Can you even imagine the amount of effort and faith that it must have taken for this man, an invalid of nearly 4 decades, to stand up? To lift his mat? To take those first steps? What if Jesus had offered him healing, but the man chose to remain in his crippled state? What if he continued to be unwilling to engage in his healing process? What if he just sat there? He would never have walked into the healing that Jesus offered him.

This is where so many of us live spiritually. Jesus has given us eternal life through his death, and, by the Holy Spirit, everything we need for life and godliness (2 Peter 1:3). He has given us the means to BE well spiritually, to be right with God. Are we going to continue sitting in our crippled state, or are we going to walk forward into healing?

Do you want to BE well? Then you have to want to GET well. Jesus has done everything to conquer sin and death so that we are no longer crippled by those. (This is not a matter of earning our salvation through works, or being perfect enough to atone for our own sin.) But we won’t stumble into holiness or patience or faith or forgiveness or humility. Getting well spiritually is a process just like getting well physically. We have to put in the effort just like the man in John 5: Get up. Take up your mat. Start walking.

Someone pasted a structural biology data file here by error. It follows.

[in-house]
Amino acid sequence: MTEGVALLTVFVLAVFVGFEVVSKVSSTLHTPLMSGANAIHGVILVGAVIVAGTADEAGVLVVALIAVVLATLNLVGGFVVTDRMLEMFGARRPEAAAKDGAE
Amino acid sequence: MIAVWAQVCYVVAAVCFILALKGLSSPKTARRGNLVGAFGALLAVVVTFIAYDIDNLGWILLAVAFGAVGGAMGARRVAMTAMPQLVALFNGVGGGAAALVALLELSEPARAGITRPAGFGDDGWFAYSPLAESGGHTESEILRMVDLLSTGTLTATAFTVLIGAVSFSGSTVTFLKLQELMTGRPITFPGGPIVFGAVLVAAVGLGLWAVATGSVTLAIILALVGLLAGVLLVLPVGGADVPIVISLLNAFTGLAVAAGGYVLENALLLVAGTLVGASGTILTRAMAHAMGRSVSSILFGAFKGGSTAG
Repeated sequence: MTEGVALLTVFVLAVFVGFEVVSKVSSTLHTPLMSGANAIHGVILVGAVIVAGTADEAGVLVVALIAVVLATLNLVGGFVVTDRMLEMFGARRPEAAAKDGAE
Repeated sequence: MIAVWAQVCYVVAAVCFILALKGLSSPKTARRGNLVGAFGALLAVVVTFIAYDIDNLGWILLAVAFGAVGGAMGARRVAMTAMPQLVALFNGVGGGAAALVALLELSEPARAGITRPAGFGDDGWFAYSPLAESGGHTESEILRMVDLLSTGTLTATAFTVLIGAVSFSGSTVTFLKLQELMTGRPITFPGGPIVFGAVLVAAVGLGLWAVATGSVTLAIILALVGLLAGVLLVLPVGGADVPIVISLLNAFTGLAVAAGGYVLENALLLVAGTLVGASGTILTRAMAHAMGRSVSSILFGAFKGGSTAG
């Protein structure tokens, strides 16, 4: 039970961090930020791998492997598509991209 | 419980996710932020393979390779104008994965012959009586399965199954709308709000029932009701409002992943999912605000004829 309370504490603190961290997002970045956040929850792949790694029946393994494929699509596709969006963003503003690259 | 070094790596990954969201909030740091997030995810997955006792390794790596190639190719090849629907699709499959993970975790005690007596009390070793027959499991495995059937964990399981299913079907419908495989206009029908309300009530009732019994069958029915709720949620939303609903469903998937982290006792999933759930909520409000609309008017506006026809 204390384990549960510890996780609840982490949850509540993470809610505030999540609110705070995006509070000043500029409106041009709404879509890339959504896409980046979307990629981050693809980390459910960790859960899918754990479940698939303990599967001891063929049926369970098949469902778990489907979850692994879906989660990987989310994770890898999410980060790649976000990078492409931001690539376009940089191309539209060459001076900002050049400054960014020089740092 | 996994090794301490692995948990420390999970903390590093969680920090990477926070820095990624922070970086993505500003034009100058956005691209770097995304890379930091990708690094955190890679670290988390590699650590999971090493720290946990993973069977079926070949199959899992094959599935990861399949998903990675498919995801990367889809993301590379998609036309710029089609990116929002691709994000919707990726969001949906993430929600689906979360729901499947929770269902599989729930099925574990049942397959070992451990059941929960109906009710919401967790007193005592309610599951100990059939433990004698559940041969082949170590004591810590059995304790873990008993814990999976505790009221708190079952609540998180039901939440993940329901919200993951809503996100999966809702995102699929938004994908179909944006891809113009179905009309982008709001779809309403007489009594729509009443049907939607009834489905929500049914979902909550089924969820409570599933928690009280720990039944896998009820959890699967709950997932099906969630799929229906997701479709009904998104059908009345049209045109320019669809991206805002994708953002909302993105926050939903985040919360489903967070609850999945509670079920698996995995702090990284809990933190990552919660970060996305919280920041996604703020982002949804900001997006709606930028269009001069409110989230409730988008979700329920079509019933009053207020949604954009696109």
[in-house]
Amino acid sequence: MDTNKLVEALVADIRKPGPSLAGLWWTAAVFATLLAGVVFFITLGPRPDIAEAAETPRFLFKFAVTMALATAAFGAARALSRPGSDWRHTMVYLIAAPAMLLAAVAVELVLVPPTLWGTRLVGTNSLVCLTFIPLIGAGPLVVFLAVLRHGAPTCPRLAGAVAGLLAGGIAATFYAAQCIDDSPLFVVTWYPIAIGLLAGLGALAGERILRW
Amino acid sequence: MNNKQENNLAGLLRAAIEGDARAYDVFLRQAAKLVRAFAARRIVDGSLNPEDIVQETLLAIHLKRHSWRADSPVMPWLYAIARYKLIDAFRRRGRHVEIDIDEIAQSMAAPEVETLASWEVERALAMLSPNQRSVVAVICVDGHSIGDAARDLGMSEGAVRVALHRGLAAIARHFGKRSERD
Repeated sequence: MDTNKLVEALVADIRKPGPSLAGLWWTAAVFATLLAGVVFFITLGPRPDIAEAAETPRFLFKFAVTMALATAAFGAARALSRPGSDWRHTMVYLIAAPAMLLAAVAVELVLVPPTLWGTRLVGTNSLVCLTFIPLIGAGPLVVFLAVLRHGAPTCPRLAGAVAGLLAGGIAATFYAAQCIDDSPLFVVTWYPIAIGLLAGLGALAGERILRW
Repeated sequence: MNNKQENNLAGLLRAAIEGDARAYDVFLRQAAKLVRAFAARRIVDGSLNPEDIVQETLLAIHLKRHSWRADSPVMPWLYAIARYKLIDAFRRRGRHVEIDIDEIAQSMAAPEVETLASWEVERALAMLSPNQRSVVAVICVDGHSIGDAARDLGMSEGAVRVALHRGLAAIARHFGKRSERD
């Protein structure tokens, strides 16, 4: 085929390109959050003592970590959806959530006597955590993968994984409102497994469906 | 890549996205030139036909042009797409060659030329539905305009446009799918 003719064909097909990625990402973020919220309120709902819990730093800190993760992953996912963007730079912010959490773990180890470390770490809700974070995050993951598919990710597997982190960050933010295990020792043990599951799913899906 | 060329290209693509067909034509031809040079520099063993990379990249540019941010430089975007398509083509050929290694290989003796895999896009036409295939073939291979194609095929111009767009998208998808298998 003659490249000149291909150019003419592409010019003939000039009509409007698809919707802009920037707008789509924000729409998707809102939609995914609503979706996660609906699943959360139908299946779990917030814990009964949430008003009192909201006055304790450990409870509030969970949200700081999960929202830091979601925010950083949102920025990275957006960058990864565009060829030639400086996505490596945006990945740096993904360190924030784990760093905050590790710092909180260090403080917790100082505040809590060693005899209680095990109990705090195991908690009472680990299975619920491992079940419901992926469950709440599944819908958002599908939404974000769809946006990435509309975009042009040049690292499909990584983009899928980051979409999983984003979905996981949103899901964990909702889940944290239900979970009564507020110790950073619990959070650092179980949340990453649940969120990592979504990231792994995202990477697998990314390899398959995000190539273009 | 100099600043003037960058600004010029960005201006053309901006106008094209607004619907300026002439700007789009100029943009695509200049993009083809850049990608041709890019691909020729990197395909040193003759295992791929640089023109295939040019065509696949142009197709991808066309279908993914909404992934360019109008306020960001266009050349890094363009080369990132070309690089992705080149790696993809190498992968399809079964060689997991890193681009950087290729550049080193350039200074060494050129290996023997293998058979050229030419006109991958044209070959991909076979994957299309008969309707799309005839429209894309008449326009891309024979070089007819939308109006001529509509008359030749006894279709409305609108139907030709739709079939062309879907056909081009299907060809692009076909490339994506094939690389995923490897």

What this looks like for me is going hard after spiritual wellness by tackling study in the Word in areas where I am weak. I chose rowing because it would target my core, where I was weak, and it is actively strengthening me in that area. If there is an area of your life, spiritual or physical, where you need to be strengthened, follow Jesus’ instructions and go for it. Remember that it is his power that unlocks your healing, but it is your effort that is required to walk out that healing.